The Visualisers’ Voices – Narratives from the experience and practice of VCH from an international survey undertaken in 2013

Orla Murphy University College Cork

Shawn Day University College Cork

Fredrik Palm HUMlab Umea U

Jean-Christoph Plantin U Mich, Daniel Alves University of Lisbon

NeDiMAH (Network for Digital Methods in the Arts and Humanities)

Work Group 2: Information Visualisation

This paper explores the responses to an international survey on the uses of visualization and virtualization techniques in the Arts and Humanities under the auspices of NeDiMAH.  In the survey a picture emerges of an engaged, dynamic group of individuals who are using visualization in the Digital Arts and Humanities.  They are creating solutions to the issues of interactivity, participation, temporality and multidimensionality that arise in contemporary research practice and knowledge design.  Their research questions, and their representations of solutions to those questions demand an engaged scholarship that is collaboratory, transdisciplinary, and open.  Their language exudes an exploratory scholarship that is testing traditional boundaries for expression, and demanding new ways of visualizing, mapping, representing, augmenting humanities scholarship using new technologies and new techniques.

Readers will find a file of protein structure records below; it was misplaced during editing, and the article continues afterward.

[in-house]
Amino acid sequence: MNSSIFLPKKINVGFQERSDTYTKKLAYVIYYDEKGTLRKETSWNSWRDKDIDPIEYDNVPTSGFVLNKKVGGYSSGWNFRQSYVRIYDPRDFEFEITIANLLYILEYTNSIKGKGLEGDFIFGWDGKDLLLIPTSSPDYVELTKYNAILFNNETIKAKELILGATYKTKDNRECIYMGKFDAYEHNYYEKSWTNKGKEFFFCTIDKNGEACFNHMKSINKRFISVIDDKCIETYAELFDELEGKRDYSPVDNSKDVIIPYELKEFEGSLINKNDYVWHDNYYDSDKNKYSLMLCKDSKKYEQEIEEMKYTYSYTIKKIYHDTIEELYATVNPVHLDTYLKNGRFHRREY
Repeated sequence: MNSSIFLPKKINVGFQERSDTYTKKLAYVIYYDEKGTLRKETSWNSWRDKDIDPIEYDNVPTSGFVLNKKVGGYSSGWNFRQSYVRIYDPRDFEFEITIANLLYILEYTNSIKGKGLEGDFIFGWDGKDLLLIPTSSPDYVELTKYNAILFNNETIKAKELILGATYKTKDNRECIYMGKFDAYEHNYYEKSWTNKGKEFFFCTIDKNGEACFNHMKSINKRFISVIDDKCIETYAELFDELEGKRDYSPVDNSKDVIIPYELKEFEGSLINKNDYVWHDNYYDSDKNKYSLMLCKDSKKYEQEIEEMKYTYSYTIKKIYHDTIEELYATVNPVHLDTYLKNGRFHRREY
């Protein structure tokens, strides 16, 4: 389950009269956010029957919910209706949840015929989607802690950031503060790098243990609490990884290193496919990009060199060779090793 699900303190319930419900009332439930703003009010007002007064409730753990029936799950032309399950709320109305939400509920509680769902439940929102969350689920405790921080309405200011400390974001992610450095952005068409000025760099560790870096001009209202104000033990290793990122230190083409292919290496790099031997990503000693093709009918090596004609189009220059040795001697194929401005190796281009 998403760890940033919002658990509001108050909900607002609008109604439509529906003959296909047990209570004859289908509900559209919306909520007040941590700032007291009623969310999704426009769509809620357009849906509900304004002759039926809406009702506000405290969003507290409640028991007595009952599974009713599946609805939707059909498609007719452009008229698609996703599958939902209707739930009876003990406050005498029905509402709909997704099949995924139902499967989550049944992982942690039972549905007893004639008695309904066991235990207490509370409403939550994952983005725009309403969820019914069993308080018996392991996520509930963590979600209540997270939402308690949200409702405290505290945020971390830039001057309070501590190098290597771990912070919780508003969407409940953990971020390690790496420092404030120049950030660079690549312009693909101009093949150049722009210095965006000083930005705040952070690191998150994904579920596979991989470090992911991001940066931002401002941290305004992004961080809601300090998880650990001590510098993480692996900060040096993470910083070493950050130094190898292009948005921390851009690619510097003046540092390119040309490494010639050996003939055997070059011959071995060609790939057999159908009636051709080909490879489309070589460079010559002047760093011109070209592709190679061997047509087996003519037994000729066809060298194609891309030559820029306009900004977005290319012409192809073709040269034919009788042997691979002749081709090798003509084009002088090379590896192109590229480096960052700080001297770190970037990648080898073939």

From that depth, issues arose surrounding the interrogation of temporality and multidimensionality within visualizations and indeed datasets.  Some respondents did not understand the potential of visualization, particularly interactive visualization to capture movement, trajectory and flow.  Often this was from self-declared naïve scholars just beginning to explore visualization as part of their process. There is a lot of humour in this survey too, that we can all relate to! How do you deal with multiple formats in the data?  “I cry”  –  “I pout” when the data misbehaves …

In the paper we address key issues in emerging practice – moving beyond print and PDF for promotion and tenure, and exploring an engaged visualized knowledge environment as an acceptable key performance indicator within the academy.  It is a snapshot of the state of the field and an anchor for future development.

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